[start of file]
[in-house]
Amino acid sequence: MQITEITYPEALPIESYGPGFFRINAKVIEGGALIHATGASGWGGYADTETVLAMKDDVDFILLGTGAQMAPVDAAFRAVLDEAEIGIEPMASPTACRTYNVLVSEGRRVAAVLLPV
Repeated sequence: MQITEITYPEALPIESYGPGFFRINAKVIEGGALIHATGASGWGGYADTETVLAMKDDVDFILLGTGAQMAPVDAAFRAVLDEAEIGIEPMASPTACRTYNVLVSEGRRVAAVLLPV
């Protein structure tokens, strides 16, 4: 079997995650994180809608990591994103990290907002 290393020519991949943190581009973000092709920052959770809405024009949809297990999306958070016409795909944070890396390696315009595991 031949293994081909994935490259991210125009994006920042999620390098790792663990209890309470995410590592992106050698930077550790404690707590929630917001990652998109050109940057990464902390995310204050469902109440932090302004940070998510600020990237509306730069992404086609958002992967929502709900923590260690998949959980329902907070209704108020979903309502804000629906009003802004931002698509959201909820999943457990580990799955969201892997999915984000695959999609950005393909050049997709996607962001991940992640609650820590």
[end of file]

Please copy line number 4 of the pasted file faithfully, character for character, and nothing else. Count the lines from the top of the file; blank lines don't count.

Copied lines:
């Protein structure tokens, strides 16, 4: 079997995650994180809608990591994103990290907002 290393020519991949943190581009973000092709920052959770809405024009949809297990999306958070016409795909944070890396390696315009595991 031949293994081909994935490259991210125009994006920042999620390098790792663990209890309470995410590592992106050698930077550790404690707590929630917001990652998109050109940057990464902390995310204050469902109440932090302004940070998510600020990237509306730069992404086609958002992967929502709900923590260690998949959980329902907070209704108020979903309502804000629906009003802004931002698509959201909820999943457990580990799955969201892997999915984000695959999609950005393909050049997709996607962001991940992640609650820590």